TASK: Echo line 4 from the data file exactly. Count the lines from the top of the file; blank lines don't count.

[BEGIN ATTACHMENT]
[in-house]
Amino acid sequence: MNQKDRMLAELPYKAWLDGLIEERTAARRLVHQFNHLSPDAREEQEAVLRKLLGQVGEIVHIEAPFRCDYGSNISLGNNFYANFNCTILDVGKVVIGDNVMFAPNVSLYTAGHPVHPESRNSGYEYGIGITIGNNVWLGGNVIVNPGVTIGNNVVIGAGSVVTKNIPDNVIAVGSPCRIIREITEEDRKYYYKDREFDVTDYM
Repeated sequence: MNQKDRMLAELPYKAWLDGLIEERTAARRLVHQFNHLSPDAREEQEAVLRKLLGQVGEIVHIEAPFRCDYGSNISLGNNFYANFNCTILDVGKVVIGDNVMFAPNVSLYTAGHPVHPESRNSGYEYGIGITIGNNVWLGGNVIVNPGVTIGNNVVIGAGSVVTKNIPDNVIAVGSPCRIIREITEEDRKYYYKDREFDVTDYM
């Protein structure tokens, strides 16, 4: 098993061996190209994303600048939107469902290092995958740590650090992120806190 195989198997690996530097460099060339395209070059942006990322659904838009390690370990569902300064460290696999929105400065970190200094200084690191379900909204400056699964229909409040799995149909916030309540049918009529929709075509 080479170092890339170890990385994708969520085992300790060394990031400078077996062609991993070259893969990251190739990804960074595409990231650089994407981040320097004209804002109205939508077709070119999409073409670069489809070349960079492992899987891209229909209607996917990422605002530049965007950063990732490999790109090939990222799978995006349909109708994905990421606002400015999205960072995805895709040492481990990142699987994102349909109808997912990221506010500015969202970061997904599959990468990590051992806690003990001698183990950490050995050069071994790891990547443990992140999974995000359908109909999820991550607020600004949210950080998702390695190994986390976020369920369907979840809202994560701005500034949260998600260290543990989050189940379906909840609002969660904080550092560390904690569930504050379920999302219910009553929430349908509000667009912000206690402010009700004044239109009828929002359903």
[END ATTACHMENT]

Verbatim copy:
């Protein structure tokens, strides 16, 4: 098993061996190209994303600048939107469902290092995958740590650090992120806190 195989198997690996530097460099060339395209070059942006990322659904838009390690370990569902300064460290696999929105400065970190200094200084690191379900909204400056699964229909409040799995149909916030309540049918009529929709075509 080479170092890339170890990385994708969520085992300790060394990031400078077996062609991993070259893969990251190739990804960074595409990231650089994407981040320097004209804002109205939508077709070119999409073409670069489809070349960079492992899987891209229909209607996917990422605002530049965007950063990732490999790109090939990222799978995006349909109708994905990421606002400015999205960072995805895709040492481990990142699987994102349909109808997912990221506010500015969202970061997904599959990468990590051992806690003990001698183990950490050995050069071994790891990547443990992140999974995000359908109909999820991550607020600004949210950080998702390695190994986390976020369920369907979840809202994560701005500034949260998600260290543990989050189940379906909840609002969660904080550092560390904690569930504050379920999302219910009553929430349908509000667009912000206690402010009700004044239109009828929002359903």